Cooking daily is a habit to get into, but once you do it it’s really hard to turn back. I love it when my Daughter comes home from friends houses and says, “Ahh, It’s so nice to have a good home cooked meal instead of icky fast food or boxed mac & cheese!”

  12. Erm, i guess that’s one way to get your fiber. *cringe*


  13. DBK


    One cup of cooked lentils provides 15 grams of fiber. 21 grams of fiber a day significantly reduces your risk of coronary heart disease. The average American consumes less than ten grams of fiber per day.

    Check out whfoods.com for vast amounts of nutritional information, as well as recipes (some of which did NOT work for me, so I can’t recommend the recipes). Read the whfoods list there and see which foods provide the greatest benefits. It is not a vegetarian site and I am not a vegetarian trying to convert people.


    They’ve got lots of nice, fresh Salinas Valley spinach for you in my neck of the woods.

  15. DBK, I think Lindsay was referring to the cardboard when she made the “fiber” comment, not your lentil recipe. Which I’ll probably try, minus the bell peppers since they make me retch.

  16. Heh. DBK, i was being somewhat goofy in the thing about the fiber. I’ll spare you the details, but the health issues i have require me to eat more fiber than the average person. The bowl of bran crunchies i have for breakfast alone provides me with 30g of fiber (based on the nutritional label and the fact that i usually have twice the recommended amount specifically for fiber intake reasons). My husband makes small bran muffins for me which i take to work for snacks when i get peckish.

    And no worries, i’ve been on the internet WAY too long to have any interest in participating in a meat vs veggie debate. 😉

  17. DBK

    I got that you were going for the funny. I was just using it to make a point. Again. Because I’m boring that way.

    I’m not a big fan of manufactured products with added fiber, but if you need so much fiber in your diet that you have to have 30 grams at breakfast then you’re into something with which I am unfamiliar.

    On my current food-style I get so much fiber I could probably pass a cinderblock.

  18. Susan

    Fatty pork and powdered seasoning are stirred in. My former mother-in-law had that recipe. It was called Christmas dinner.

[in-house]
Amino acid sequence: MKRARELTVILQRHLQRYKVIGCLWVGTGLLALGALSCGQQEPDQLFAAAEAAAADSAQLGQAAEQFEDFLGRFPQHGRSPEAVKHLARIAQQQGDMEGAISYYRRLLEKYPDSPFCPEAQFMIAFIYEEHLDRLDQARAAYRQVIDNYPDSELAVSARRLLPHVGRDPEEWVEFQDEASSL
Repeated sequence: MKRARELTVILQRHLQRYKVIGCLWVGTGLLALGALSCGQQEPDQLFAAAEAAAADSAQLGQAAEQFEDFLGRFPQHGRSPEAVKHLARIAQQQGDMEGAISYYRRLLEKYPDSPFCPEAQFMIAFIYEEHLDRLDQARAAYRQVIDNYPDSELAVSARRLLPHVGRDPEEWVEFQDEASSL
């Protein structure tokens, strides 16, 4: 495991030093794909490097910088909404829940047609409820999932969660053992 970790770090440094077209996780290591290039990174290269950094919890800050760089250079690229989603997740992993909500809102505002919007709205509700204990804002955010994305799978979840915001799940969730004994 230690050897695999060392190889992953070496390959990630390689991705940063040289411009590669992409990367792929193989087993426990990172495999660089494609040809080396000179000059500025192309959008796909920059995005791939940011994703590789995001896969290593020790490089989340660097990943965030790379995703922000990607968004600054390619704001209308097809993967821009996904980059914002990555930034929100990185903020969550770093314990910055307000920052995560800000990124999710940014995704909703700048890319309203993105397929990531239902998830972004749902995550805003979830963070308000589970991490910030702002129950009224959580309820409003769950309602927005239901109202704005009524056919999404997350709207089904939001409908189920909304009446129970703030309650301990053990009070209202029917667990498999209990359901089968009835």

19. DBK – roffles on the cinderblock. So long as i don’t see it on YouTube, more power to ya. Hehehe.

    I have chronic pain issues that seem to stem from the fact that i have a highly irregular digestive system. Before my bran-is-tasty-and-helpful discovery, it was not uncommon for me to poop once, maybe twice a week (apologies if that’s TMI). With this amount of bran, my chronic pain is lessened, i have more energy, and i’m more regular.

    (Oh, and my original response was to the cardboard pork buns, not to your first comment about the lentils. I ate way too many lentils as a child to really appreciate them as an adult, but your recipe still sounds tasty. Not sure if there was any confusion on that point, wanted to clear it up in case there was.)

  20. Rhiannon

    Well…. they’re getting fiber at least…. though surely eating grass and leaves would be more effective.


  21. oddjob

    Depends on the grasses and the leaves…… 😉

  22. Wow. So it’s not even fresh, clean cardboard!
    Honey, it would take some kind of bacteria to survive a bath in caustic soda. Doubt it improves the taste though.
    We used to use that stuff to wash down the paintwork on board ship. DON’T SPLASH IT IN YOU EYES!

    And it was Chaplins shoe sole that was the great delicacy.

  23. Mama Shakes

    Mmmmm, my mouth is watering now!

  24. Lindsay,
    One remedy you might consider is Turmeric powder. I have just begun taking it on the advice of a doctor for chronic pain. It is well known in Ayurvedic medicine. While it may not help, it is unlikely to do any harm.

  25. Her standard advice for dosage (she gave me a printed sheet) is 1-2 tsp twice per day. I found it was fine to mix into hemp milk, she said some people mix it with honey as well.

  26. oops, just 1 tsp 2x per day. I went and checked, and didn’t want to leave bad advice.

  27. Golden milk, golden milk, how I love my golden milk!

    saute 1 tsp turmeric in 2 tbs veg oil until it turns red, add a quart of milk and warm, add honey to taste.

    yummy, and good for your joints and pain and helps you sleep if taken before bed …